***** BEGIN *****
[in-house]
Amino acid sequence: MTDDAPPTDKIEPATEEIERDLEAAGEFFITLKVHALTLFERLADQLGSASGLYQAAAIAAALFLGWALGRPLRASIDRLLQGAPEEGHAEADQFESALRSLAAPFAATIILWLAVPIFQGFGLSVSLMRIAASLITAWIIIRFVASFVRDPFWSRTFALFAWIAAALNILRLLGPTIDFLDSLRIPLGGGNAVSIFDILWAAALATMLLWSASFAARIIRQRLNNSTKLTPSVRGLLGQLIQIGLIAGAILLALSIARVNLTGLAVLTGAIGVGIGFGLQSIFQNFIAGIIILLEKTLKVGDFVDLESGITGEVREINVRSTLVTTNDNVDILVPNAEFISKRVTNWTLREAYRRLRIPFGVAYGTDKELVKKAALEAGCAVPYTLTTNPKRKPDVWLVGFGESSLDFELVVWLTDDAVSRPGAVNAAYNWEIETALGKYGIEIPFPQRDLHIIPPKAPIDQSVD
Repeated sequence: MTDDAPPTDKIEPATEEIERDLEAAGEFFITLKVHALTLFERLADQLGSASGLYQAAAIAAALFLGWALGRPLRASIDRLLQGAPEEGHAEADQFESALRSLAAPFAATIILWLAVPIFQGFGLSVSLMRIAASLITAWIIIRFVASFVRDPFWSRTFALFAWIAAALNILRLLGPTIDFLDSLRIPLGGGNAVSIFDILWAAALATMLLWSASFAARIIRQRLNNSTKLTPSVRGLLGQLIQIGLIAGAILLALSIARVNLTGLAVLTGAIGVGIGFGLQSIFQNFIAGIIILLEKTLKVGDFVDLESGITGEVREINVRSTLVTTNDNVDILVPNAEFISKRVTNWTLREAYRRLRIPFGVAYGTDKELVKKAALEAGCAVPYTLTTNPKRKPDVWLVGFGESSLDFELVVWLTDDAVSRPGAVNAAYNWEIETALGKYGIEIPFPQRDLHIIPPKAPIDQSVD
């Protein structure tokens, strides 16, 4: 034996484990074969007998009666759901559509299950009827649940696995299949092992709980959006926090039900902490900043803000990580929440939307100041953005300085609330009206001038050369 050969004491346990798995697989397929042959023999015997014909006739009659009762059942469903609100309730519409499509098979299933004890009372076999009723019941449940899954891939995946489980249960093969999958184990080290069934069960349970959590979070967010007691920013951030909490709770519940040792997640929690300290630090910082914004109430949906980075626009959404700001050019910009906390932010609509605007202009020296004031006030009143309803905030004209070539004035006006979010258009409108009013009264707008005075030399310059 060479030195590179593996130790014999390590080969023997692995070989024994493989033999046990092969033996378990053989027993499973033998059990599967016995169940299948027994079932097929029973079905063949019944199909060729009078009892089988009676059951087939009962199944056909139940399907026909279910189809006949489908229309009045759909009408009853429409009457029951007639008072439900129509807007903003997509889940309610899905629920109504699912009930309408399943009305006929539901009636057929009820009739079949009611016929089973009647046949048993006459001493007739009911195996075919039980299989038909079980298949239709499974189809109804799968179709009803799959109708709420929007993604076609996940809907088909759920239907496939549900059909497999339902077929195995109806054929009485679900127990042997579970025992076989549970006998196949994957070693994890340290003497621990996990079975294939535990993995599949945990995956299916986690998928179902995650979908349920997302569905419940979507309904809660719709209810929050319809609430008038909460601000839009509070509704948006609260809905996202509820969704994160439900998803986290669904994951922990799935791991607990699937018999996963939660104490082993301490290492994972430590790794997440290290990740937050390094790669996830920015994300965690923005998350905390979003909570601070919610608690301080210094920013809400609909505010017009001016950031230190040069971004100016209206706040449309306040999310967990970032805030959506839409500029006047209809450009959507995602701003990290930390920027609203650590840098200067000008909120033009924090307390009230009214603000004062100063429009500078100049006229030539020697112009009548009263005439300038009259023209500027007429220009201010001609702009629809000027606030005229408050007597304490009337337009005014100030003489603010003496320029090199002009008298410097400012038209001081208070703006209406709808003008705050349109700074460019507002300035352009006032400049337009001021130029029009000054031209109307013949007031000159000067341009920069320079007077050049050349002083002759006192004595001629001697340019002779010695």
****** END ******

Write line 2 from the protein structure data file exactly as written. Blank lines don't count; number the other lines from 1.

Amino acid sequence: MTDDAPPTDKIEPATEEIERDLEAAGEFFITLKVHALTLFERLADQLGSASGLYQAAAIAAALFLGWALGRPLRASIDRLLQGAPEEGHAEADQFESALRSLAAPFAATIILWLAVPIFQGFGLSVSLMRIAASLITAWIIIRFVASFVRDPFWSRTFALFAWIAAALNILRLLGPTIDFLDSLRIPLGGGNAVSIFDILWAAALATMLLWSASFAARIIRQRLNNSTKLTPSVRGLLGQLIQIGLIAGAILLALSIARVNLTGLAVLTGAIGVGIGFGLQSIFQNFIAGIIILLEKTLKVGDFVDLESGITGEVREINVRSTLVTTNDNVDILVPNAEFISKRVTNWTLREAYRRLRIPFGVAYGTDKELVKKAALEAGCAVPYTLTTNPKRKPDVWLVGFGESSLDFELVVWLTDDAVSRPGAVNAAYNWEIETALGKYGIEIPFPQRDLHIIPPKAPIDQSVD